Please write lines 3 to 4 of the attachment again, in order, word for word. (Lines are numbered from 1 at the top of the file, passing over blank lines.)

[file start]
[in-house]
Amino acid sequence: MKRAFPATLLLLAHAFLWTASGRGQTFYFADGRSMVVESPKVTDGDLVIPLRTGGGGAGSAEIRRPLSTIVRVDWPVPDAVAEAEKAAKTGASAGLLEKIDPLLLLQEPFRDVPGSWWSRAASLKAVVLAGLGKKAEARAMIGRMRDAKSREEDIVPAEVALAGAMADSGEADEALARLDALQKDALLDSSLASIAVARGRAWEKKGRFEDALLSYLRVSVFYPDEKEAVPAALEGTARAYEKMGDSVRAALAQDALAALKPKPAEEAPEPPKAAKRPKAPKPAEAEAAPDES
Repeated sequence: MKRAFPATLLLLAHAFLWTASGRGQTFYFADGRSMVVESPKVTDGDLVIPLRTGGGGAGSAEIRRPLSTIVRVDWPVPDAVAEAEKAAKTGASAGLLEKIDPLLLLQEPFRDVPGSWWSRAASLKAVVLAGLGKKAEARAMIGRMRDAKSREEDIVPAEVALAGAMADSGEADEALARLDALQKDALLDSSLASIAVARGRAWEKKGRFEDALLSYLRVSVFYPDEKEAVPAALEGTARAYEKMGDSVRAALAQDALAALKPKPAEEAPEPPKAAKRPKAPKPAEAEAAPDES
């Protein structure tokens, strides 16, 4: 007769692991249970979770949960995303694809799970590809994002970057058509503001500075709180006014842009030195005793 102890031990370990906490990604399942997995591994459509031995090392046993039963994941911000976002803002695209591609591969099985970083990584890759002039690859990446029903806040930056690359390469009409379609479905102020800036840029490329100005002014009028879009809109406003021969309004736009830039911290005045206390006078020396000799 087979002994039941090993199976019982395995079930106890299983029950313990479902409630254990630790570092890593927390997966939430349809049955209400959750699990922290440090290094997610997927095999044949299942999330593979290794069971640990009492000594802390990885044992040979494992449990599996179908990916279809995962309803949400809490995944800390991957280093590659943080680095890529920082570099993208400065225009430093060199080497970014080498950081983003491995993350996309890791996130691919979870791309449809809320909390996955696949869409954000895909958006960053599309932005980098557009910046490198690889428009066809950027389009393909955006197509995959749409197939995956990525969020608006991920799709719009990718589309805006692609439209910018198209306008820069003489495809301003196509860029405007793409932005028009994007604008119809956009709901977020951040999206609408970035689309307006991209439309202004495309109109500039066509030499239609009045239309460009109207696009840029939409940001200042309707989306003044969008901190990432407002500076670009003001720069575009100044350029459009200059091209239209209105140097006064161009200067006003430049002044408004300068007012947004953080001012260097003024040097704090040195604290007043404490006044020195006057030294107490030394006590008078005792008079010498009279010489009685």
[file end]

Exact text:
Repeated sequence: MKRAFPATLLLLAHAFLWTASGRGQTFYFADGRSMVVESPKVTDGDLVIPLRTGGGGAGSAEIRRPLSTIVRVDWPVPDAVAEAEKAAKTGASAGLLEKIDPLLLLQEPFRDVPGSWWSRAASLKAVVLAGLGKKAEARAMIGRMRDAKSREEDIVPAEVALAGAMADSGEADEALARLDALQKDALLDSSLASIAVARGRAWEKKGRFEDALLSYLRVSVFYPDEKEAVPAALEGTARAYEKMGDSVRAALAQDALAALKPKPAEEAPEPPKAAKRPKAPKPAEAEAAPDES
């Protein structure tokens, strides 16, 4: 007769692991249970979770949960995303694809799970590809994002970057058509503001500075709180006014842009030195005793 102890031990370990906490990604399942997995591994459509031995090392046993039963994941911000976002803002695209591609591969099985970083990584890759002039690859990446029903806040930056690359390469009409379609479905102020800036840029490329100005002014009028879009809109406003021969309004736009830039911290005045206390006078020396000799 087979002994039941090993199976019982395995079930106890299983029950313990479902409630254990630790570092890593927390997966939430349809049955209400959750699990922290440090290094997610997927095999044949299942999330593979290794069971640990009492000594802390990885044992040979494992449990599996179908990916279809995962309803949400809490995944800390991957280093590659943080680095890529920082570099993208400065225009430093060199080497970014080498950081983003491995993350996309890791996130691919979870791309449809809320909390996955696949869409954000895909958006960053599309932005980098557009910046490198690889428009066809950027389009393909955006197509995959749409197939995956990525969020608006991920799709719009990718589309805006692609439209910018198209306008820069003489495809301003196509860029405007793409932005028009994007604008119809956009709901977020951040999206609408970035689309307006991209439309202004495309109109500039066509030499239609009045239309460009109207696009840029939409940001200042309707989306003044969008901190990432407002500076670009003001720069575009100044350029459009200059091209239209209105140097006064161009200067006003430049002044408004300068007012947004953080001012260097003024040097704090040195604290007043404490006044020195006057030294107490030394006590008078005792008079010498009279010489009685």